Social Policy

The Centre for Independent Studies remains at the forefront of social policy debate in Australia, with a focus on key issues such as welfare, health care, education and child protection. Ending the growth of the welfare state is a priority for the CIS social research team, as government spending on welfare continues to increase, seemingly unabated.

Since the 1980s, the CIS has been researching social policy issues, with the aim of promoting policies that emphasise personal responsibility and individual choice.

The CIS seeks a future for Australia that has individual freedom under a limited government. We believe that such a future would strengthen community life, leading to a more cohesive and flourishing civil society.

Follow the links for further information on our major social policy areas:

Featured Publication

Publications

Submission to Productivity Commission - Draft report: Introducing Competition and Informed User Choice into Human Services
Michael Potter, Sara Hudson
14 July 2017 | CIS Submission

The Productivity Commission (PC) released a draft report proposing reforms to increased competition, contestability and informed user choice to human services. CIS responded to the PC’s report with a submission covering two issues raised in the draft report: social housing and remote Indigenous communities. In…

The Tyranny of Tolerance. Threats to Religious Liberty in Australia
Peter Kurti
18 June 2017 | Connorcourt Publishing

It was a confident expectation for more than a century that religion — its beliefs, doctrines and institutions — would atrophy in the face of growing secularisation. But not only has traditional Christianity survived in liberal western societies; other faiths, most conspicuously Islam, have increasingly…

Terror in the Name of God: Confronting acts of religious violence in a liberal society
Peter Kurti
10 June 2017 | OP154

Acts of violence perpetrated in the name of religion have been reported with great prominence in recent times. Scholars of religion continue to weigh whether people who kill or injure others are really doing so in the name of their God, as they claim; or…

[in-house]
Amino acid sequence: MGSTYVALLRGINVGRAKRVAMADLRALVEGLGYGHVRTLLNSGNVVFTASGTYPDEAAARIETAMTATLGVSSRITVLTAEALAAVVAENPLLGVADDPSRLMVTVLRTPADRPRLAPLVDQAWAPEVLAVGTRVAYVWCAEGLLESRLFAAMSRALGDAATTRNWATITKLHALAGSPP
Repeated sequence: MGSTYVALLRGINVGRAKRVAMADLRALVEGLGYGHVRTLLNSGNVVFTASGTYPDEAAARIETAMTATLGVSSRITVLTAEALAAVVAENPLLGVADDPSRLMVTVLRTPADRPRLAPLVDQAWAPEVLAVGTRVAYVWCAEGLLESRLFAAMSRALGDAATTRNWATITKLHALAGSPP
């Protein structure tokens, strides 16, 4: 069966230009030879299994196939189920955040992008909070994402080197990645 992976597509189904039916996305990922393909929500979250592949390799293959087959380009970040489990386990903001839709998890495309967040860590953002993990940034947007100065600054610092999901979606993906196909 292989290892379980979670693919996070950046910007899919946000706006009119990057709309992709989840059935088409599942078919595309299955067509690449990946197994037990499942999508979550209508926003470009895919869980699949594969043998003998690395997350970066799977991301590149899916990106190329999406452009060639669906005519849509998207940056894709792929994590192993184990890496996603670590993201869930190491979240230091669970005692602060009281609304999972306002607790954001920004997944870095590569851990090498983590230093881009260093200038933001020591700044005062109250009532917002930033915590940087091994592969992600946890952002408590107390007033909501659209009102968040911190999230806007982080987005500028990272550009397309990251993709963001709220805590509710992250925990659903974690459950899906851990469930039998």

Evaluating Indigenous programs: a toolkit for change
Sara Hudson
04 June 2017 | RR28

The federal government recently announced it will allocate $10 million a year over four years to strengthen the evaluation of Indigenous programs. However, given that the average cost of an evaluation is $382,000, the extra $10 million a year for Indigenous program evaluations will not…

Submission to the Queensland Productivity Commission on: Service Delivery in remote and discrete Aboriginal and Torres Strait Islander Communities
Sara Hudson, Heidi Kiekebosch-Fitt
02 June 2017 | CIS Submission

The Inquiry into service delivery for Aboriginal and Torres Strait Islanders closely aligns with the CIS’s focus on Indigenous service delivery and achieving better outcomes for Indigenous peoples as part of our Prosperity Project. The Prosperity Project is a program of research focused on the…

Media & Commentary

Fiscally fixing health and Medicare means state income taxes
David Gadiel, Jeremy Sammut
17 July 2017 | AUSTRALIAN FINANCIAL REVIEW

The old business adage warns there is no such thing as a free lunch. And the same applies when it comes to health policy: the notion we can make Australia’s…

Commissioner Tim's Blind Eye
Jeremy Sammut
16 July 2017 | Quadrant Online

According to Race Discrimination Commissioner Tim Soutphommasane, Australia remains a racist country because ethnic minorities are not perfectly statistically represented in the upper ranks of politics, the media, and business.…

Minding the gap
Terry Peng
14 July 2017 | Ideas@TheCentre

The ‘gender pay gap’ issue is perhaps the only issue which is more easily understood by a toddler than a supposed academic intellectual. It does not take Einstein to realise…

Tim's anti-white Australia policy
Jeremy Sammut
13 July 2017 | THE SPECTATOR

Race Discrimination Commissioner Tim Soutphommasane’s latest push to embed grievance-mongering identity politics at the heart of the nation’s institutions threatens to politicise race and undermine support for immigration. Fostering racial…

Building Indigenous competitive advantage
Charles Jacobs
13 July 2017 | THE SPECTATOR - FLAT WHITE

The ABC’s recent Alice Springs Q&A highlighted many key features of the Indigenous disadvantage debate — both positive and negative.  While issues such as juvenile detention and domestic violence dominated,…